I was intrigued by this headline in Farmers Weekly (where else?) – “£2.5M boost for grass that helps prevent floods“. What can it be? A panacea for all our flooding problems – is it superabsorbent? Is it a climate change buster? Yes – it’s Festulolium. Huh? I hear you grunt over your toast and tea.
Yes – Aberystwyth University – to be precise IBERRS, which I believe has evolved from IGER the Institue of Grassland and Environmental Research (a euphemism if ever I heard one – but that’s another story.), has landed a couple of million to research into the benefits of sowing Festulolium to combat flooding, reduce soil erosion and soil compaction. It really is a Supergrass if you believe this hype.
What is Festulolium? According to IBERRS it’s a swarm of natural hybrids formed when Lolium perenne, our ubiquitous agricultural grass Perennial Ryegrass; and Festuca pratensis, Meadow Fescue. In the sense that both Lolium and Festuca pratensis are native, it’s true that Festulolium is a native hybrid. It is disingenuous though to suggest that Festulolium is a common native now. In fact native perennial ryegrass is difficult to find these days, as the agricultural cultivars are everywhere and there is so little grassland with native grass in it. No, Festulolium is just another highly bred agricultural grass. IBERRS make some bold claims about it wondrousness. Festulolium achieved a 51% reduction in run-off compared with other grasses grown alongside. Without finding the details of the research (if indeed they are accessible) I would imagine the “other grasses” are Rye grass cultivars. I would be more interested to see how the soil run-off compared against a mix of native grasses, flowers and shrubs, let alone a native woodland ecosystem or bog.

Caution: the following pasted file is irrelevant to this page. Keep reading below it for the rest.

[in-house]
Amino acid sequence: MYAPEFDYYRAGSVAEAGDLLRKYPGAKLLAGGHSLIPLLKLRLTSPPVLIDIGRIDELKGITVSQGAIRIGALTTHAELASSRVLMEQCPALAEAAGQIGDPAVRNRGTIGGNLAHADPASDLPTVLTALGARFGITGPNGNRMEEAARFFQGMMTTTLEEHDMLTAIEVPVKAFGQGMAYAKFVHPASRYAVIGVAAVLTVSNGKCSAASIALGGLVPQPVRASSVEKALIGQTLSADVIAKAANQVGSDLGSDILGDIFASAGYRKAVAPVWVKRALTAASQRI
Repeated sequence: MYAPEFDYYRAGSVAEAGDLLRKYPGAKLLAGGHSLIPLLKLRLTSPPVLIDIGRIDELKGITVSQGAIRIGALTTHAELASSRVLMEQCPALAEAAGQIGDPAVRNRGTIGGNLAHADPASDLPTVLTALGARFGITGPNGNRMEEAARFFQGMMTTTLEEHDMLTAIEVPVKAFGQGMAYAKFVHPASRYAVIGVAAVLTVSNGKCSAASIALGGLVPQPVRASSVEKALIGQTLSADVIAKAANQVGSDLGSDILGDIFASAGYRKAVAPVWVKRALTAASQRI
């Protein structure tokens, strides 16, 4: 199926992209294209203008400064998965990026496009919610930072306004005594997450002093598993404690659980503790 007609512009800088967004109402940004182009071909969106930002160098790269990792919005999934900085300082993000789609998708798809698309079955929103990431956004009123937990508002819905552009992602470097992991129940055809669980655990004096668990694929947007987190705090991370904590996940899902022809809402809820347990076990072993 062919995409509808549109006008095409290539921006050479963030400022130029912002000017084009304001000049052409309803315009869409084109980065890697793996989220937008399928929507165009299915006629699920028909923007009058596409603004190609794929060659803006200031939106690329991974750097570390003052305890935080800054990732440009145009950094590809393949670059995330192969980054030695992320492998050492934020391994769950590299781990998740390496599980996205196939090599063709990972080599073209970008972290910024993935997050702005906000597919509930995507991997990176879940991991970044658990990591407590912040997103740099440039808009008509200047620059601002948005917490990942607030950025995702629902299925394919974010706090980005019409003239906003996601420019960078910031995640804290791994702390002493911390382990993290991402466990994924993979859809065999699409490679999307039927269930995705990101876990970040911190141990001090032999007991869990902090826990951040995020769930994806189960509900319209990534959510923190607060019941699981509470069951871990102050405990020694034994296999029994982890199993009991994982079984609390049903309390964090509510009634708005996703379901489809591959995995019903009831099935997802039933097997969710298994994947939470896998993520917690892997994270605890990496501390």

Perhaps the thing that made my alarm bell ring was this paragraph “Many river catchments are upland grasslands predominating in the wettest areas of the UK, say scientists. They believe if the rates of surface run-off could be reduced and rainfall captured more effectively by grassland soils, then the worst impacts of heavy rainfall down-stream may be reduced.”
The implication is that Festulolium could or should be sown in the uplands. The very act of sowing an agricultural grass involves cultivating the soil (leading to soil erosion, compaction and err run-off.) Plus to get the grass growing properly would involve application of artificial fertiliser, herbicide and doubt Bayer would find some reason – killing slugs perhaps (ah yes big fat profits – that’s the one) to develop a Neonicotinoid-based ubuiquicide that absolutely had to be used on this new crop.
The beauty of this approach is that it avoids having to tackle the effects of other grasses – such as Maize, on which George Monbiot has just written further and better.
It also shows how the concept of ecosystem services is so vulnerable to coruption by Agro-Industrial Technofixes.
Image by Janus (Jan) Kops [Public domain or GFDL (http://www.gnu.org/copyleft/fdl.html)%5D, via Wikimedia Commons